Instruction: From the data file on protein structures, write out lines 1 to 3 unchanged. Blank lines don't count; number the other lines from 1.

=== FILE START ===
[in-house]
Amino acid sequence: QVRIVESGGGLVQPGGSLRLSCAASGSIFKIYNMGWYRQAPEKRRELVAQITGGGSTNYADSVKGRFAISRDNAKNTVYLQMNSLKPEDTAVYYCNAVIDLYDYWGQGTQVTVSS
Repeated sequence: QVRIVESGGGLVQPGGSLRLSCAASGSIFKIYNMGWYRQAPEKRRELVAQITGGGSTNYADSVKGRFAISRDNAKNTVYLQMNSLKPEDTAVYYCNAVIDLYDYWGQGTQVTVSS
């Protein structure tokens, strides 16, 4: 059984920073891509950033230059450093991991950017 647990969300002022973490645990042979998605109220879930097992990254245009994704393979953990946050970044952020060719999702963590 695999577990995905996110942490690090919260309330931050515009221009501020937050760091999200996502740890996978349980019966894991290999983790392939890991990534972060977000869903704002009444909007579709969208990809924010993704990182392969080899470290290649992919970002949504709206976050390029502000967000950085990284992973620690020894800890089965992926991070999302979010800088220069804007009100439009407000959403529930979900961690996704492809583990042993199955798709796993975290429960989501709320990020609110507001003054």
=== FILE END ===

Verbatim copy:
[in-house]
Amino acid sequence: QVRIVESGGGLVQPGGSLRLSCAASGSIFKIYNMGWYRQAPEKRRELVAQITGGGSTNYADSVKGRFAISRDNAKNTVYLQMNSLKPEDTAVYYCNAVIDLYDYWGQGTQVTVSS
Repeated sequence: QVRIVESGGGLVQPGGSLRLSCAASGSIFKIYNMGWYRQAPEKRRELVAQITGGGSTNYADSVKGRFAISRDNAKNTVYLQMNSLKPEDTAVYYCNAVIDLYDYWGQGTQVTVSS